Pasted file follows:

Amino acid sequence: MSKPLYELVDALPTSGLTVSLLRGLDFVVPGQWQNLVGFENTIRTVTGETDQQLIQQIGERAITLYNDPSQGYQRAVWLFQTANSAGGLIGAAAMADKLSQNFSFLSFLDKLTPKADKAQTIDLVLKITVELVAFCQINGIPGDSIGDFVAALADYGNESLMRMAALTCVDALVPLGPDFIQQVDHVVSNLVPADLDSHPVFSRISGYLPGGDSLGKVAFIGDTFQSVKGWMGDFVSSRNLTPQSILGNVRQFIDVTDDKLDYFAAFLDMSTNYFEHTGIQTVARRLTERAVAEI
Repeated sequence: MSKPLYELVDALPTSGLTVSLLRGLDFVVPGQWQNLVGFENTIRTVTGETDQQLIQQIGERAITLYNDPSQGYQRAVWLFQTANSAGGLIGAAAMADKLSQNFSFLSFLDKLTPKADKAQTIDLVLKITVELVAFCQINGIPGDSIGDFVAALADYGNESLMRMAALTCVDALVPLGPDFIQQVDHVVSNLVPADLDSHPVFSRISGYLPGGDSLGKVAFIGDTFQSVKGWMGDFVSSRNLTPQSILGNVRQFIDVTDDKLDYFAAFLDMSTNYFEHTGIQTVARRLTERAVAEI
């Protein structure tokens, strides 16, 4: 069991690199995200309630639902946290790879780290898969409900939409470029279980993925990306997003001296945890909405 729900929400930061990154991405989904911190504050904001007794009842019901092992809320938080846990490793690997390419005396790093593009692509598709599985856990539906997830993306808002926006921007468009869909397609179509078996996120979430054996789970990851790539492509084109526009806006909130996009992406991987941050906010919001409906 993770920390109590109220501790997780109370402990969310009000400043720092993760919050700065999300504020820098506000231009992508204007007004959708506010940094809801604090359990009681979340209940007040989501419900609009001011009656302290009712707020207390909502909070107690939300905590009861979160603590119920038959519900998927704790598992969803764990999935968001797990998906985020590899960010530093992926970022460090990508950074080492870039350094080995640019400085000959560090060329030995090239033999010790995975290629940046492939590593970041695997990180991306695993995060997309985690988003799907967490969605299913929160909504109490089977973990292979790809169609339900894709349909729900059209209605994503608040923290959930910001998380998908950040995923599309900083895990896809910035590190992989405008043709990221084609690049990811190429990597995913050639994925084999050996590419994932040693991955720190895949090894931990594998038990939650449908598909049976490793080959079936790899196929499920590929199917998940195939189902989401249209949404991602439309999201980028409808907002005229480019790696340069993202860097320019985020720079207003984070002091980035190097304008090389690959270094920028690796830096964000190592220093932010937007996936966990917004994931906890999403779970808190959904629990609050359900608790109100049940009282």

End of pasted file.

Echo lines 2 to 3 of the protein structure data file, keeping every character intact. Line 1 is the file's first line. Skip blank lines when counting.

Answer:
Repeated sequence: MSKPLYELVDALPTSGLTVSLLRGLDFVVPGQWQNLVGFENTIRTVTGETDQQLIQQIGERAITLYNDPSQGYQRAVWLFQTANSAGGLIGAAAMADKLSQNFSFLSFLDKLTPKADKAQTIDLVLKITVELVAFCQINGIPGDSIGDFVAALADYGNESLMRMAALTCVDALVPLGPDFIQQVDHVVSNLVPADLDSHPVFSRISGYLPGGDSLGKVAFIGDTFQSVKGWMGDFVSSRNLTPQSILGNVRQFIDVTDDKLDYFAAFLDMSTNYFEHTGIQTVARRLTERAVAEI
């Protein structure tokens, strides 16, 4: 069991690199995200309630639902946290790879780290898969409900939409470029279980993925990306997003001296945890909405 729900929400930061990154991405989904911190504050904001007794009842019901092992809320938080846990490793690997390419005396790093593009692509598709599985856990539906997830993306808002926006921007468009869909397609179509078996996120979430054996789970990851790539492509084109526009806006909130996009992406991987941050906010919001409906 993770920390109590109220501790997780109370402990969310009000400043720092993760919050700065999300504020820098506000231009992508204007007004959708506010940094809801604090359990009681979340209940007040989501419900609009001011009656302290009712707020207390909502909070107690939300905590009861979160603590119920038959519900998927704790598992969803764990999935968001797990998906985020590899960010530093992926970022460090990508950074080492870039350094080995640019400085000959560090060329030995090239033999010790995975290629940046492939590593970041695997990180991306695993995060997309985690988003799907967490969605299913929160909504109490089977973990292979790809169609339900894709349909729900059209209605994503608040923290959930910001998380998908950040995923599309900083895990896809910035590190992989405008043709990221084609690049990811190429990597995913050639994925084999050996590419994932040693991955720190895949090894931990594998038990939650449908598909049976490793080959079936790899196929499920590929199917998940195939189902989401249209949404991602439309999201980028409808907002005229480019790696340069993202860097320019985020720079207003984070002091980035190097304008090389690959270094920028690796830096964000190592220093932010937007996936966990917004994931906890999403779970808190959904629990609050359900608790109100049940009282």